12 February 2016

The Biennale Brand

Designate’s Design Director Jamie Lamshed went to the Biennale Vernissage to get a sneak peak of the works at Cockatoo Island, the Museum of Contemporary Art and the Art Gallery of New South Wales before it opened to the public. It’s so important as a designer to be involved in the creative world and conscious of the latest trends in order to stay relevant. Whilst viewing the works at the Biennale, Jamie made links between the festival and the concept of branding, which is so central to the work at Designate.

Jamie was analysing the effectiveness of the Biennale’s brand as it has branded itself as Australia’s largest and most exciting contemporary visual arts festival through its inclusion of cutting edge works by both international & Australian artists. He noted that the Biennale of Sydney has The Biennale showcases works that stretch and challenge what can be considered ‘art’ and in the process reject the notions of traditional art. The Biennale brand, and the works associated with it are recognised as being provocative, innovative and fresh. So much so that when he went to see the works at Cockatoo Island he tried to find the placard for a subtle wire work hung between two buildings that in fact turned out to be seagull deterrent wires. This is evidence that the branding of the Biennale was successful, because if there were seagull deterrent wires outside the Louvre, the gallery goers wouldn’t assume that they’re an artwork.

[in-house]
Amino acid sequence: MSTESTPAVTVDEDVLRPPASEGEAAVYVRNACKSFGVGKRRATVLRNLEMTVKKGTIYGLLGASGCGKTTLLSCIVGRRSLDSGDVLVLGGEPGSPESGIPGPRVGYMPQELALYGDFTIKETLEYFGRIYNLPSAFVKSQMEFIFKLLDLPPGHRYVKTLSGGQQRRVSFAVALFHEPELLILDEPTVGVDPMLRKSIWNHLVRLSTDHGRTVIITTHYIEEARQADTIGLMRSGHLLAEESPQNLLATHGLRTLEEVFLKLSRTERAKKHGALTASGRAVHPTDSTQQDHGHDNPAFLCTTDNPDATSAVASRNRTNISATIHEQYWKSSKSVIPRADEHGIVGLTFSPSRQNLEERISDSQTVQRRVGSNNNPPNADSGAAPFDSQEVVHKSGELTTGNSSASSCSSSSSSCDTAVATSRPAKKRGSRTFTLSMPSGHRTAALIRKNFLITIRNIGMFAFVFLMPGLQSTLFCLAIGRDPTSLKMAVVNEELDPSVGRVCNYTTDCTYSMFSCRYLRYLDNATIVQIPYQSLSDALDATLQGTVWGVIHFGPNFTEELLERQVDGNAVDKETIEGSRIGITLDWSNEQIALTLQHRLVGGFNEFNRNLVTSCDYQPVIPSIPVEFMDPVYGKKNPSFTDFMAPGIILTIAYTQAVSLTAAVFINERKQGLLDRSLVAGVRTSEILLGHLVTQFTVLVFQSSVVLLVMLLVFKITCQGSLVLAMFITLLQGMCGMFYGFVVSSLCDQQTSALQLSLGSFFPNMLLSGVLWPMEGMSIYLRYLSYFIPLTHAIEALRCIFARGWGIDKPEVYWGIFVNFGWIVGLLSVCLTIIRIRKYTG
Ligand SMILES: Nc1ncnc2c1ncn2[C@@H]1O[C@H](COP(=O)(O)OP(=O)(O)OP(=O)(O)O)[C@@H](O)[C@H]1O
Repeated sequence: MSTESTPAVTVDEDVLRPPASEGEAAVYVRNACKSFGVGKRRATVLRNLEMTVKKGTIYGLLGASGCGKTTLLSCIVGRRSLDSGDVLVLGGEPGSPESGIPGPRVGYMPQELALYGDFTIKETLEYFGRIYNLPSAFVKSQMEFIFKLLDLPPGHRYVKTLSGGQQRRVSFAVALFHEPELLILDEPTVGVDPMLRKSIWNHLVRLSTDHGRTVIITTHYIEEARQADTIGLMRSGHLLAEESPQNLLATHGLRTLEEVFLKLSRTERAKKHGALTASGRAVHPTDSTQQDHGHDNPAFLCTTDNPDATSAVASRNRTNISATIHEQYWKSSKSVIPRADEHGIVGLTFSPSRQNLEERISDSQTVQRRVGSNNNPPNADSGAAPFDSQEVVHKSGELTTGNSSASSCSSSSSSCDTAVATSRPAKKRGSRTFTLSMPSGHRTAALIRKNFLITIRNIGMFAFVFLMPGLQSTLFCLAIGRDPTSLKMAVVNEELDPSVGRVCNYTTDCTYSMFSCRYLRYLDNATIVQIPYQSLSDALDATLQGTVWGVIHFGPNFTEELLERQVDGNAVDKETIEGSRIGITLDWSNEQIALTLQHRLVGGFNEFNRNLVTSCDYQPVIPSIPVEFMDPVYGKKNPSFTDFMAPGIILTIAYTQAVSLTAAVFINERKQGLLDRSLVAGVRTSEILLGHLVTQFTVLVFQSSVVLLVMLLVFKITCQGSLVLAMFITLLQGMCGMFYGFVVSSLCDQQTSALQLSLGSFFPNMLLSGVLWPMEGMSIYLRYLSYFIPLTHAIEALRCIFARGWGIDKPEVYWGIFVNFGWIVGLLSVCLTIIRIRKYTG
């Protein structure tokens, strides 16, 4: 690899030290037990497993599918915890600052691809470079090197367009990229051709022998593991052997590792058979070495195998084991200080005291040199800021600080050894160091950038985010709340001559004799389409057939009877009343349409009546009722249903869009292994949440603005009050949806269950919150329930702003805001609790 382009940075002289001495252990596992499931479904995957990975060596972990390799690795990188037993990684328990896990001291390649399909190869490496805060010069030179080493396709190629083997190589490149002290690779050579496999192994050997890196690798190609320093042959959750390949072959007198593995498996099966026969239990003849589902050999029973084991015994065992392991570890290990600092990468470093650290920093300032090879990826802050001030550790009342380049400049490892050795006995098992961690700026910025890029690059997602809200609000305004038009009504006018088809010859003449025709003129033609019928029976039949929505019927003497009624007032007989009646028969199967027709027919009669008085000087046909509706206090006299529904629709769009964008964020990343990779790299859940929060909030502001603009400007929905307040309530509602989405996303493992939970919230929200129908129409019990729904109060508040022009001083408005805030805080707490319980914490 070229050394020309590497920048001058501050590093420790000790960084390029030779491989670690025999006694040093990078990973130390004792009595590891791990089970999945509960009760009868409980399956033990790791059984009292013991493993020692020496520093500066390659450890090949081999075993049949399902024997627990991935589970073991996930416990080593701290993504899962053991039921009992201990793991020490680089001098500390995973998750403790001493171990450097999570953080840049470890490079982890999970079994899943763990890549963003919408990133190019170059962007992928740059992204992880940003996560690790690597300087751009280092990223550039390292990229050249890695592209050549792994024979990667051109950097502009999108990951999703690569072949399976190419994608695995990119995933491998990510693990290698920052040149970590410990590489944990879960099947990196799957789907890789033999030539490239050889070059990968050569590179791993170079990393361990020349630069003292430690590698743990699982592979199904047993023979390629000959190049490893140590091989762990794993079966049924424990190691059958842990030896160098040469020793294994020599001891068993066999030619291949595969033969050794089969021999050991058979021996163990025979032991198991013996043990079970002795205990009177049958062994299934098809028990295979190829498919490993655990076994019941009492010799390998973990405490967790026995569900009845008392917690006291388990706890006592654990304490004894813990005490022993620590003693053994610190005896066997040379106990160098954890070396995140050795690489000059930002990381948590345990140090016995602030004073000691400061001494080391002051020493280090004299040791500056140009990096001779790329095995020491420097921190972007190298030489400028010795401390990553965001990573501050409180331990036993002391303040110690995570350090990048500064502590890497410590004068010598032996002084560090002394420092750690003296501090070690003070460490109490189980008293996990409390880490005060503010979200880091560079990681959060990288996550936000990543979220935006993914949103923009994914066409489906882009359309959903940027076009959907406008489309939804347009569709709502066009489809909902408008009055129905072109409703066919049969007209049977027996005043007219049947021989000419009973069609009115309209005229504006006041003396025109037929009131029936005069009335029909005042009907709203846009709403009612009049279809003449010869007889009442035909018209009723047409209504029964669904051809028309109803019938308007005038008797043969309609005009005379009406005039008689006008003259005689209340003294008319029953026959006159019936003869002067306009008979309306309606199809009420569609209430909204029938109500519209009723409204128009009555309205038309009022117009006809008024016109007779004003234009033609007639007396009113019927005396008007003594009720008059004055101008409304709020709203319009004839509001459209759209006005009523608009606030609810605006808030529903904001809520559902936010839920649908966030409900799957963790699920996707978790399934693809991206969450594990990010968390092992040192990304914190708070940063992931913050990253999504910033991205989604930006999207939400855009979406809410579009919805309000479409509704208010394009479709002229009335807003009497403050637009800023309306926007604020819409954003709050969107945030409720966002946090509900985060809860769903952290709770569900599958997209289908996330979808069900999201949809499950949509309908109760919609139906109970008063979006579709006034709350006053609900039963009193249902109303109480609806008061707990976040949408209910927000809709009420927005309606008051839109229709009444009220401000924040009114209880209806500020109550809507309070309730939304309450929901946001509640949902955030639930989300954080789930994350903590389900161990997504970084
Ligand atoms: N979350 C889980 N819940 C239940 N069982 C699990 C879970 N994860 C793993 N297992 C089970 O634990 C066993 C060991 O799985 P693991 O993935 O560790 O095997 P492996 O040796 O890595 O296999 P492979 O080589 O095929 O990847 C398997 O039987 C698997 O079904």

Another link Jamie made between the Biennale and branding was the branding of artists themselves, and how an artist’s brand should be easily identified and recognisable but also leave enough space to allow for the artists to experiment. This is achieved successfully by the Japanese artist Chiharu Shiota who’s work ‘Flowing Water’ is showcased at the ‘Embassy of the Real’ at Cockatoo Island for the Sydney Biennale. Shiota is renowned for her large-scale installations that incorporate everyday objects such as keys, windows, furniture, dresses and musical instruments, weaving them with threads or hoses into webs and abstract networks.